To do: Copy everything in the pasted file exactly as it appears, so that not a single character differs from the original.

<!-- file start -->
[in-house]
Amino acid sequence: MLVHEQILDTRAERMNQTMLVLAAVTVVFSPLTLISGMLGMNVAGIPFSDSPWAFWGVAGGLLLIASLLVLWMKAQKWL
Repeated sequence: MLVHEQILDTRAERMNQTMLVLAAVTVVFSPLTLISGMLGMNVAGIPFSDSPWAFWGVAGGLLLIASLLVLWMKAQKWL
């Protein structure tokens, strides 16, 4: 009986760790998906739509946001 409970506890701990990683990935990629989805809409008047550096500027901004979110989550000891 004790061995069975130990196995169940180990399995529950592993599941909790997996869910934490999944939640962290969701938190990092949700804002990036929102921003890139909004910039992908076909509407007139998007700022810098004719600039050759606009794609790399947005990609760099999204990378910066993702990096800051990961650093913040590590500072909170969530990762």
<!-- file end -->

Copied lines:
[in-house]
Amino acid sequence: MLVHEQILDTRAERMNQTMLVLAAVTVVFSPLTLISGMLGMNVAGIPFSDSPWAFWGVAGGLLLIASLLVLWMKAQKWL
Repeated sequence: MLVHEQILDTRAERMNQTMLVLAAVTVVFSPLTLISGMLGMNVAGIPFSDSPWAFWGVAGGLLLIASLLVLWMKAQKWL
């Protein structure tokens, strides 16, 4: 009986760790998906739509946001 409970506890701990990683990935990629989805809409008047550096500027901004979110989550000891 004790061995069975130990196995169940180990399995529950592993599941909790997996869910934490999944939640962290969701938190990092949700804002990036929102921003890139909004910039992908076909509407007139998007700022810098004719600039050759606009794609790399947005990609760099999204990378910066993702990096800051990961650093913040590590500072909170969530990762």